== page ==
There is a multitude of things for investors to be aware of when choosing a financial advisor. Many factors can significantly impact the value of the advice you’re receiving such as designations advisors use, the standard they’re held to (fiduciary standard or suitability standard), and how they are paid.


The rise in designations over the last several years within the financial industry has clouded consumers’ judgment when trying to benefit from financial advice. Many of the newer designations require less academic work and hold little meaning. Many designations are marketing tools and new credentials are born every day. Sadly, investors aren’t aware of the basic differences between brokers, financial planners, and fee-only or fee-based financial advisors. As you’re considering a potential financial advisor or questioning the advice you receive now, ask yourself if your advisor is an expert in your needs. Your advisor should be designated through a program that holds its members to strict ethical standards. Credentials alone don’t guarantee quality advice given to you in your best interest.


Begin by asking your advisor if they’re a fiduciary. Working with a fiduciary is a crucial first step to ensure you’re receiving sound advice. A fiduciary is required to act in the best interest of their client. Many fee-only advisors take their fiduciary responsibility seriously and do right by their clients by offering sound financial advice within their client’s best interest. It’s a financial advisor’s fiduciary duty to always put the client’s interests before his or her own.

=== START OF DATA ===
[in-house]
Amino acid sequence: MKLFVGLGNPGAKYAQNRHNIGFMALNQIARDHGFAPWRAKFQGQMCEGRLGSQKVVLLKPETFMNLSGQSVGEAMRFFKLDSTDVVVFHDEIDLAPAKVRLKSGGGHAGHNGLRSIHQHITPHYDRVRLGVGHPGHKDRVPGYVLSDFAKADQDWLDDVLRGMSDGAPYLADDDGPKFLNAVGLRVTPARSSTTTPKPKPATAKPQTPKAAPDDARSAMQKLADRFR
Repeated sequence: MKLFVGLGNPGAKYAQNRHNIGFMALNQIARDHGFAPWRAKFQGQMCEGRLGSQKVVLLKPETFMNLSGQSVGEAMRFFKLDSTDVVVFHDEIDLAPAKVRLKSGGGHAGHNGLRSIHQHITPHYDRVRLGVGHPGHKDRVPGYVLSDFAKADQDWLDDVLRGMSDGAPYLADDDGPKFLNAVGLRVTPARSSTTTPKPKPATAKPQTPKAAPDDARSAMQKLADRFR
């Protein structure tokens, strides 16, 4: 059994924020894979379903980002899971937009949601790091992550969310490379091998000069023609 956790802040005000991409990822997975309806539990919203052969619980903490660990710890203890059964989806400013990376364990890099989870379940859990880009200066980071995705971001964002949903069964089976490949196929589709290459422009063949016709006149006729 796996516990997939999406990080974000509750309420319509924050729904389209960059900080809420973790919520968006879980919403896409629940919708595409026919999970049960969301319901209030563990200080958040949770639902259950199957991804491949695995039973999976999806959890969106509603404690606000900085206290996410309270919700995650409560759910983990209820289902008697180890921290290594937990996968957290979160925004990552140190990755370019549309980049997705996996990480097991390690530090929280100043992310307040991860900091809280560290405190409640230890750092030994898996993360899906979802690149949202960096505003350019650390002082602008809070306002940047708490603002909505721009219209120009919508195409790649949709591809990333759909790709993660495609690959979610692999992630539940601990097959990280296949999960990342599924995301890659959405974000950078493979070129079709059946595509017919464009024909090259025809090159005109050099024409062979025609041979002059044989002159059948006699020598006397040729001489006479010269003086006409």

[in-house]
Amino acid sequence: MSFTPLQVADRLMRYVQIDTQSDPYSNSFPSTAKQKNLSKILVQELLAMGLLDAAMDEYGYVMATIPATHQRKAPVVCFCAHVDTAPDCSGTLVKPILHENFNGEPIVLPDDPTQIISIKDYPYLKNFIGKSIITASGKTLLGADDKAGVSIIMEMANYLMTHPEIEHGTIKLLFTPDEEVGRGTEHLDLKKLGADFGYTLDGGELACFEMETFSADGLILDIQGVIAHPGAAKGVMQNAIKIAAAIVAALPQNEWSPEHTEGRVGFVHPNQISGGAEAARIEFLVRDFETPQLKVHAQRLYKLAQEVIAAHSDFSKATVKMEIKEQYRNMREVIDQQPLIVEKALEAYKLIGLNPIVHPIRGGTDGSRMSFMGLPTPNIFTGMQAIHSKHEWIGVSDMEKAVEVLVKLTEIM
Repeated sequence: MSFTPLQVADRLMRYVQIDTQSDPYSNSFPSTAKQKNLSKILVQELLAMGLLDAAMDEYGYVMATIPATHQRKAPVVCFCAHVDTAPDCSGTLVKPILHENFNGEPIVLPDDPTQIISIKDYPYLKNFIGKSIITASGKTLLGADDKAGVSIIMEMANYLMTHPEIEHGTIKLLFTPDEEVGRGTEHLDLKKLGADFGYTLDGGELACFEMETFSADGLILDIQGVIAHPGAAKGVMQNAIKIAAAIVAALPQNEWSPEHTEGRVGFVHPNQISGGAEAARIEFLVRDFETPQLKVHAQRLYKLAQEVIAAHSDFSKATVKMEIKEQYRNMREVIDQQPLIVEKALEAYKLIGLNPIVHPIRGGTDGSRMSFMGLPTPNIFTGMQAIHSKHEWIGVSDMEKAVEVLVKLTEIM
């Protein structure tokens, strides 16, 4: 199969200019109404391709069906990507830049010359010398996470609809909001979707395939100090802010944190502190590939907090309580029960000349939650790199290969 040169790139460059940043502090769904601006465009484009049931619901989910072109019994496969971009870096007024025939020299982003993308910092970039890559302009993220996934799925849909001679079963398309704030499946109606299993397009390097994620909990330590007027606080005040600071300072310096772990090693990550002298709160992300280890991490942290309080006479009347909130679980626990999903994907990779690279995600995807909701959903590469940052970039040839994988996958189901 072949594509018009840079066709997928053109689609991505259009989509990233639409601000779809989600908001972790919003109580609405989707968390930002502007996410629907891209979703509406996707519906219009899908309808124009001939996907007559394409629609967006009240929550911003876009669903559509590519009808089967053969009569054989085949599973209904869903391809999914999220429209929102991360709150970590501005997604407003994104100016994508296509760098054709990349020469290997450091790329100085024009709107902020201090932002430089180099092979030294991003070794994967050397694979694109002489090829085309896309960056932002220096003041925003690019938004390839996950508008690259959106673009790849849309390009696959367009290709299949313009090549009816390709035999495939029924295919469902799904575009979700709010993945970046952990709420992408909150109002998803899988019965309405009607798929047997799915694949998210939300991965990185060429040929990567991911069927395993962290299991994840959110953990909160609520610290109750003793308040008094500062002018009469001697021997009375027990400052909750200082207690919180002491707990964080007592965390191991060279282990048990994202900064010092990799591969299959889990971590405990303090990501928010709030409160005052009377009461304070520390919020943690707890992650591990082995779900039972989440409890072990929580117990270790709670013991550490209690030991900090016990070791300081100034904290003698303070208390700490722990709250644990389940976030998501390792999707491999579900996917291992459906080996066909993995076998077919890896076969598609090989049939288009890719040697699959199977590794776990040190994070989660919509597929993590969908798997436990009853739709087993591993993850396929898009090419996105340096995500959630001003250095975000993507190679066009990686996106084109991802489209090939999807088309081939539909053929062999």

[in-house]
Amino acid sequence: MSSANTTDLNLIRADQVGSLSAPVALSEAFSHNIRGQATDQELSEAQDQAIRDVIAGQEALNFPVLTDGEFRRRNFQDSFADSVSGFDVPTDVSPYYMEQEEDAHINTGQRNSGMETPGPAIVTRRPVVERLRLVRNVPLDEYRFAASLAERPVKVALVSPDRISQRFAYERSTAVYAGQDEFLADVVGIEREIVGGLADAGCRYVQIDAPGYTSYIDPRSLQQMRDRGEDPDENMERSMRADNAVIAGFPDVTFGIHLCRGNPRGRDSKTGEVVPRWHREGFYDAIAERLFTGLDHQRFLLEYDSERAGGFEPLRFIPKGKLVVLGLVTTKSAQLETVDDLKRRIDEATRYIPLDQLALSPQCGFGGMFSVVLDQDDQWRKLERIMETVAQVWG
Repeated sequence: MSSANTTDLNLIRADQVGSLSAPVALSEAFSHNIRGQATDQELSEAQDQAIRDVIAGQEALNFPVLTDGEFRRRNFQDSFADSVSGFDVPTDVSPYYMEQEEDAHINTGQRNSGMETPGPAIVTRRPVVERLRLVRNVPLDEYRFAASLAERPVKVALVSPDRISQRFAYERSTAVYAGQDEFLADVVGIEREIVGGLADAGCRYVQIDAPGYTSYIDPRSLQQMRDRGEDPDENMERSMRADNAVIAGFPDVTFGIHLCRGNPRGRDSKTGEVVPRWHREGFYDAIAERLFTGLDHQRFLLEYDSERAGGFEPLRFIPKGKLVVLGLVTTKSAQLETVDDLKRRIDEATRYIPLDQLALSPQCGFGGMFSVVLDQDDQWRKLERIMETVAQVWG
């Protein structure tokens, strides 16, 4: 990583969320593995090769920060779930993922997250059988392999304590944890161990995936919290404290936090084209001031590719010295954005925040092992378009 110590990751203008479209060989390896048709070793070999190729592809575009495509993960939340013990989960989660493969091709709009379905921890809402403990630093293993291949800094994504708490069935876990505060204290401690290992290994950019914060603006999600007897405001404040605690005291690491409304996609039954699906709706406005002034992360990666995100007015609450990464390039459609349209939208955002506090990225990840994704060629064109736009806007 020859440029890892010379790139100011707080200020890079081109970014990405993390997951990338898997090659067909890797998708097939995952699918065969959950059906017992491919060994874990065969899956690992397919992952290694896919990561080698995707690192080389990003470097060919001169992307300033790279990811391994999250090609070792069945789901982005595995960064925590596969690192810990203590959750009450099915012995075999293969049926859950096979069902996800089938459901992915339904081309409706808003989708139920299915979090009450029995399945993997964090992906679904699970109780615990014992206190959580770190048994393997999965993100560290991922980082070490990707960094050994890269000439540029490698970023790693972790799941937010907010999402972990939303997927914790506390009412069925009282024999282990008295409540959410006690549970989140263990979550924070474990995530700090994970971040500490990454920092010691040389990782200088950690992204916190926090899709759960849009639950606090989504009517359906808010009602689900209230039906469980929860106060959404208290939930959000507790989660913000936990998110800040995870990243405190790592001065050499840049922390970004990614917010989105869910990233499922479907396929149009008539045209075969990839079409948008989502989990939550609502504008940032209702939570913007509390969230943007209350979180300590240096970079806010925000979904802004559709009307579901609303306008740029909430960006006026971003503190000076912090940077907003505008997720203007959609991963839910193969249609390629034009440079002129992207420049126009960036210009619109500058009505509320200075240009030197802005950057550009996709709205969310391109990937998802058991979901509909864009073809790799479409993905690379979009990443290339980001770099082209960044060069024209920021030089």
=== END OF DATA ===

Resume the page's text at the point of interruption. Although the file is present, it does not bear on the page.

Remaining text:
How your financial advisor is compensated can be very transparent or extremely convoluted depending on their business model. Independent and employed brokers receive commissions on the products they sell. They’re held to a suitability standard, wherein they only have to provide proof that the purchase was suitable for the investor at the time of the purchase and the investor is responsible after. This creates potential conflicts of interest for you and your financial well being. Ask your financial advisor if they receive more or less compensation based on the type of investments they recommend. You might be receiving conflicting advice if your advisor is receiving commissions on the products they’re selling you.

If your financial advisor charges fees request details and fee structures. Ask your financial advisor what their fee structure and looks like. Also, be sure to ask if the fees are ongoing, reoccurring, or a percentage of assets under management.

As an investor, the most important thing you can do for yourself and financial health is to educate yourself on the different types of services offered to you. The industry has a reputation for clouding the differences between advisors. Although there are many types of advisor (brokers, fee-only, and fee-based) the industry refers to them all as “financial advisor.” The many designations often times doesn’t help distinguish the differences.

If you found this information helpful, be sure to read “5 Reason Why a Fee-only Advisor May Be Right for You on our blog!

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